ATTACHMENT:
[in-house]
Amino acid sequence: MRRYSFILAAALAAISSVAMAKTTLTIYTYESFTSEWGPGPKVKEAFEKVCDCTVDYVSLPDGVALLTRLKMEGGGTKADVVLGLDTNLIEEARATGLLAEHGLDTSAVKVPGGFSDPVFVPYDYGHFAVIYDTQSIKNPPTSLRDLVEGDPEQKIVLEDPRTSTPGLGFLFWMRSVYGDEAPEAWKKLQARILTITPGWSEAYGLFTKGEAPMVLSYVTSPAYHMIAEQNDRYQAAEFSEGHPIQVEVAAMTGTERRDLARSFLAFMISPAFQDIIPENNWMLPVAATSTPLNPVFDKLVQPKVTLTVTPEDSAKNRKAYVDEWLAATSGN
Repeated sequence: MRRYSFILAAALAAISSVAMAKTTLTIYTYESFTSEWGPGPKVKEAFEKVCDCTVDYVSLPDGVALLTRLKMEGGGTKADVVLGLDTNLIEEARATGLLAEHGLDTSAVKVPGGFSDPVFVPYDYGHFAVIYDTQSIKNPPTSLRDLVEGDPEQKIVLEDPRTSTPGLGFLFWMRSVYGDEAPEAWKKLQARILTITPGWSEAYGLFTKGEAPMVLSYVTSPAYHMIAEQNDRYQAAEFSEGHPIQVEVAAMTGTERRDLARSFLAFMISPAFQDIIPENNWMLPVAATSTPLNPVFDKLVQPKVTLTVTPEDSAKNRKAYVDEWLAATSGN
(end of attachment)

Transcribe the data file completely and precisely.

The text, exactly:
[in-house]
Amino acid sequence: MRRYSFILAAALAAISSVAMAKTTLTIYTYESFTSEWGPGPKVKEAFEKVCDCTVDYVSLPDGVALLTRLKMEGGGTKADVVLGLDTNLIEEARATGLLAEHGLDTSAVKVPGGFSDPVFVPYDYGHFAVIYDTQSIKNPPTSLRDLVEGDPEQKIVLEDPRTSTPGLGFLFWMRSVYGDEAPEAWKKLQARILTITPGWSEAYGLFTKGEAPMVLSYVTSPAYHMIAEQNDRYQAAEFSEGHPIQVEVAAMTGTERRDLARSFLAFMISPAFQDIIPENNWMLPVAATSTPLNPVFDKLVQPKVTLTVTPEDSAKNRKAYVDEWLAATSGN
Repeated sequence: MRRYSFILAAALAAISSVAMAKTTLTIYTYESFTSEWGPGPKVKEAFEKVCDCTVDYVSLPDGVALLTRLKMEGGGTKADVVLGLDTNLIEEARATGLLAEHGLDTSAVKVPGGFSDPVFVPYDYGHFAVIYDTQSIKNPPTSLRDLVEGDPEQKIVLEDPRTSTPGLGFLFWMRSVYGDEAPEAWKKLQARILTITPGWSEAYGLFTKGEAPMVLSYVTSPAYHMIAEQNDRYQAAEFSEGHPIQVEVAAMTGTERRDLARSFLAFMISPAFQDIIPENNWMLPVAATSTPLNPVFDKLVQPKVTLTVTPEDSAKNRKAYVDEWLAATSGN